The Art Of The Steal

Critics Consensus

Deeply esoteric and unapologetically one-sided, The Art of the Steal proves a documentary doesn't have to make an objective argument as long as it argues well.



Total Count: 60


Audience Score

User Ratings: 1,410
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Movie Info

Follows the struggle for control of Dr. Albert C. Barnes' 25 billion dollar collection of modern and post- impressionist art.

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Critic Reviews for The Art Of The Steal

All Critics (60) | Top Critics (22)

Audience Reviews for The Art Of The Steal

  • Jan 27, 2014
    Well done and very informative documentary about the Barnes Foundation. The filmmakers are one-sided in their approach and seem blind to the hypocrisy of their their thesis but they have nevertheless made a compelling narrative.
    Christian C Super Reviewer
  • Dec 08, 2013
    Compelling, informative, tragic, and undeniably entertaining (often unintentionally), Art of The Steal is an excellent documentary. The film examines the Barnes Foundation, named after Albert C. Barnes who, for many years, housed countless masterpieces of art (valued in tens of billions) in one building. The building, dedicated to be a purely educational institution, was awash in non-conformity in both presentation and execution, angering the establishment of his day. The film documents the undermining of Barnes and his will, who laid out explicit instructions on the operation of his collection, as well as his intentions. We are introduced to a number of characters who, in their own way, seek to undermine this purpose. In many cases we hear them firsthand, other times we are introduced to their machinations by others. Taken literally, the film is about civil procedure, but at its heart, it's a film about greed and opportunism. The director, Don Argott, does a masterful job in presenting his case, and building tension. The legal subtleties of such a story are not necessarily interesting to most, yet Argott makes it positively cinematic, treating his subject with passion and skill. In the end, it's a powerful indictment against supposed non-profit foundations, and the politicians who seek to capitalize for personal gain at every opportunity, with the Barnes collection marking a surprising intersection of all these interests. 4/5 Stars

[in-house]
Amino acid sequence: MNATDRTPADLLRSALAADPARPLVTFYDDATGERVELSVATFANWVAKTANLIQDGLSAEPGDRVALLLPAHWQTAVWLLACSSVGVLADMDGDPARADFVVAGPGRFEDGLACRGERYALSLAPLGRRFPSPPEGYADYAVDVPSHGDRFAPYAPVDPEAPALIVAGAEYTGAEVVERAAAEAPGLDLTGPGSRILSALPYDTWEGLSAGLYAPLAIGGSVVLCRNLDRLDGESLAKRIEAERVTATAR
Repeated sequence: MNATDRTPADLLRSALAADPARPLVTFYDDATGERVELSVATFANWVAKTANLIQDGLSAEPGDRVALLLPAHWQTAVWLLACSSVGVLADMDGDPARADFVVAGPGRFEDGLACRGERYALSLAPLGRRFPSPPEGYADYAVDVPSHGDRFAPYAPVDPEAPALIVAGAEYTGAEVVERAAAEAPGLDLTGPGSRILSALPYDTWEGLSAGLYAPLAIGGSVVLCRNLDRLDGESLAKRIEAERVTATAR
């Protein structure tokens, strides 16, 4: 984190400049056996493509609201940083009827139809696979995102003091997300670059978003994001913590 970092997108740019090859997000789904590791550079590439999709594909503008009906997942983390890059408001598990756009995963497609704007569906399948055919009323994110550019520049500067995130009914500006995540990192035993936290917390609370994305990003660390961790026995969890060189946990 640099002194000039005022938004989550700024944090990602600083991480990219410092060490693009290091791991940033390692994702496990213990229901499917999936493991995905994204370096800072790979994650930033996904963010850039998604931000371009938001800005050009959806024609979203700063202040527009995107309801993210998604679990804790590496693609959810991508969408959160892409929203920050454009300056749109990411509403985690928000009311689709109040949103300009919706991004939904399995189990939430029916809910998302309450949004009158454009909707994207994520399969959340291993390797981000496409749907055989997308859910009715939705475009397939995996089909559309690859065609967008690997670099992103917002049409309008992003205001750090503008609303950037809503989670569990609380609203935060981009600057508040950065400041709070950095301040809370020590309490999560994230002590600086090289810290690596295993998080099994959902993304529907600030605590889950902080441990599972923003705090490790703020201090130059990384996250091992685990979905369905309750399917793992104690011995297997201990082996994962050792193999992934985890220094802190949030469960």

Jeffrey M Super Reviewer
  • May 02, 2013
    A perfect example of an overly biased documentary. Although he decision to move the Barnes collection was against the wishes of Barnes, the appreciation of the Barnes work is spread more broadly with its move into Philadelphia.
    John B Super Reviewer
  • Jun 11, 2011
    "The Art of the Steal" is a documentary about the history of the Barnes Foundation, a philanthropic and educational institution created by Dr. Arthur Barnes in 1922 in suburban Philadelphia to house his collection of impressionist art, valued currently somewhere in the billions. The film's focus is on the fight to move the foundation to Philadelphia and I do concede that this violation of Barnes' will could be considered a travesty. However, the documentary allows for no such subtle shadings; you are either with the Friends of the Foundation or you are greedy and pure evil. On the one hand, you have Dr. Barnes who is venerated(his successor is deemed a disciple, not a protege) and his followers, who once sat at his knee to listen to him dispense knowledge to those wise enough to seek it and now dictate taste and come off as intellectual snobs.(Shouting 'philistines!' at a protest is not going to win you any friends.) And then there is Walter Annenberg, the devil incarnate, publishing magnate and all that is wrong with Philadelphia society, apparently plotting his revenge against Barnes for decades for taking his collection to the suburbs of which the move is the final result.(Being photographed with Nixon does not necessarily make one evil, even though it could do severe damage to one's karma.) But Philadelphia of 1922 is not the same city it is today, with the clearest sign of that being an African-American mayor. Nor did the documentary get me to rethink my support of museums. Yes, the wealthy patronize them but they also allow the average citizen to see classic art found nowhere else and I fondly recall an exhibit of British Museum treasures in Victoria, BC a couple of years ago.
    Walter M Super Reviewer

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